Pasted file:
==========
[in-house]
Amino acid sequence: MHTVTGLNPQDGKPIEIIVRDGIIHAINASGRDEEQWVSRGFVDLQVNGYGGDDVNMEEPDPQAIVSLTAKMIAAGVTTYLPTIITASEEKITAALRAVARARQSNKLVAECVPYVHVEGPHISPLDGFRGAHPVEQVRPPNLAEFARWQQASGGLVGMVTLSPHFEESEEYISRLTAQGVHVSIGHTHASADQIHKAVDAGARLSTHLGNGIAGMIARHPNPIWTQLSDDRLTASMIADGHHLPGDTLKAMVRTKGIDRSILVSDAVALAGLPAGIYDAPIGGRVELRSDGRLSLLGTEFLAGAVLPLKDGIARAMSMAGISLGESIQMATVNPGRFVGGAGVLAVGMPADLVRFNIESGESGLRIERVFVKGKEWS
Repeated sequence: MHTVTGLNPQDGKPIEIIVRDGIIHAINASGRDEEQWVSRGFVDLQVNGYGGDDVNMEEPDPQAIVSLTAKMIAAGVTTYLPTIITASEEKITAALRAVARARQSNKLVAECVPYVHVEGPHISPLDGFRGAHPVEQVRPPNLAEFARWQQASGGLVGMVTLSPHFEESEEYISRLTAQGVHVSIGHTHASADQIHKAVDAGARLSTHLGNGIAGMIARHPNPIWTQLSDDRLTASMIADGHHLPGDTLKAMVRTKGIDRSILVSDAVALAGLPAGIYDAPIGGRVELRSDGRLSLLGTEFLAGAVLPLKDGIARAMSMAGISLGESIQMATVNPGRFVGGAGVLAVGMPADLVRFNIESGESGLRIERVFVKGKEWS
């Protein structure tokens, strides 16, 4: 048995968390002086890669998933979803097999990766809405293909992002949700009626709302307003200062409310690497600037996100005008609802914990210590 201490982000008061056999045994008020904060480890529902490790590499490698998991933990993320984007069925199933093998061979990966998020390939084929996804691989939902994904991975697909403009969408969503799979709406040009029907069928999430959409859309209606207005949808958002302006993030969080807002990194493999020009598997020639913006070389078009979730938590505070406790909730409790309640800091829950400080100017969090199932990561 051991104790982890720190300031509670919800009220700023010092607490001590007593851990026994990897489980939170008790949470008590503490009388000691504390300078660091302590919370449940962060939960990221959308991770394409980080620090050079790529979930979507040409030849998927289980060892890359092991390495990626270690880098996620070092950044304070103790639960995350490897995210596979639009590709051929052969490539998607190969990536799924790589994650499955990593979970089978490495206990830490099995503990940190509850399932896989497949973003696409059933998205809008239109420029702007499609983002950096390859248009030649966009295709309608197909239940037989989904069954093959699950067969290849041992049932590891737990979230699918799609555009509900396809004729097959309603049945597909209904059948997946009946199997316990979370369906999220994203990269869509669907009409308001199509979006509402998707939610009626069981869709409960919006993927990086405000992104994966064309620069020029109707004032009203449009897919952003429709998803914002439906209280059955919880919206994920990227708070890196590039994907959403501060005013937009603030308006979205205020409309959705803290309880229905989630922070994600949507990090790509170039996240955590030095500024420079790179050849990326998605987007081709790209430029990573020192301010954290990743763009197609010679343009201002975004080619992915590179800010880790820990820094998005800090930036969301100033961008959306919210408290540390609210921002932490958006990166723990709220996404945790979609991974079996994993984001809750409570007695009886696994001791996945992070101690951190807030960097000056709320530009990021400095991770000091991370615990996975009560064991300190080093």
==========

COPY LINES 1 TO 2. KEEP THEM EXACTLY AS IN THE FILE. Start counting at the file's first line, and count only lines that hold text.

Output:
[in-house]
Amino acid sequence: MHTVTGLNPQDGKPIEIIVRDGIIHAINASGRDEEQWVSRGFVDLQVNGYGGDDVNMEEPDPQAIVSLTAKMIAAGVTTYLPTIITASEEKITAALRAVARARQSNKLVAECVPYVHVEGPHISPLDGFRGAHPVEQVRPPNLAEFARWQQASGGLVGMVTLSPHFEESEEYISRLTAQGVHVSIGHTHASADQIHKAVDAGARLSTHLGNGIAGMIARHPNPIWTQLSDDRLTASMIADGHHLPGDTLKAMVRTKGIDRSILVSDAVALAGLPAGIYDAPIGGRVELRSDGRLSLLGTEFLAGAVLPLKDGIARAMSMAGISLGESIQMATVNPGRFVGGAGVLAVGMPADLVRFNIESGESGLRIERVFVKGKEWS